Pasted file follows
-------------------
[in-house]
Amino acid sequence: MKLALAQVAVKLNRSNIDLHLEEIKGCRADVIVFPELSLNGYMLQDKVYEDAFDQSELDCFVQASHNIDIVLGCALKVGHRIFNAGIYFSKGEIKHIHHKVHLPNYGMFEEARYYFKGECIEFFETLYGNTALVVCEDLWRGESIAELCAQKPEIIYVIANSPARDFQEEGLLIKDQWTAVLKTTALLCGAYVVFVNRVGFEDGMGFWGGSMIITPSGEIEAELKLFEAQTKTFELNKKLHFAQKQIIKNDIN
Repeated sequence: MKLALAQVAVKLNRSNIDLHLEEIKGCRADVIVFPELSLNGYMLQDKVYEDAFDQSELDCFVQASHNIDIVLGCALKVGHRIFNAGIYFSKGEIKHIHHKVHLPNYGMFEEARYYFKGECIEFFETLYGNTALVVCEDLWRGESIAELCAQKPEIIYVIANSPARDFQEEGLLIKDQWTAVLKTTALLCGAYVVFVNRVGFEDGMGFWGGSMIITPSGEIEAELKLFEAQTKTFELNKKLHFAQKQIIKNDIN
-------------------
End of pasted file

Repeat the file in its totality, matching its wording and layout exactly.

[in-house]
Amino acid sequence: MKLALAQVAVKLNRSNIDLHLEEIKGCRADVIVFPELSLNGYMLQDKVYEDAFDQSELDCFVQASHNIDIVLGCALKVGHRIFNAGIYFSKGEIKHIHHKVHLPNYGMFEEARYYFKGECIEFFETLYGNTALVVCEDLWRGESIAELCAQKPEIIYVIANSPARDFQEEGLLIKDQWTAVLKTTALLCGAYVVFVNRVGFEDGMGFWGGSMIITPSGEIEAELKLFEAQTKTFELNKKLHFAQKQIIKNDIN
Repeated sequence: MKLALAQVAVKLNRSNIDLHLEEIKGCRADVIVFPELSLNGYMLQDKVYEDAFDQSELDCFVQASHNIDIVLGCALKVGHRIFNAGIYFSKGEIKHIHHKVHLPNYGMFEEARYYFKGECIEFFETLYGNTALVVCEDLWRGESIAELCAQKPEIIYVIANSPARDFQEEGLLIKDQWTAVLKTTALLCGAYVVFVNRVGFEDGMGFWGGSMIITPSGEIEAELKLFEAQTKTFELNKKLHFAQKQIIKNDIN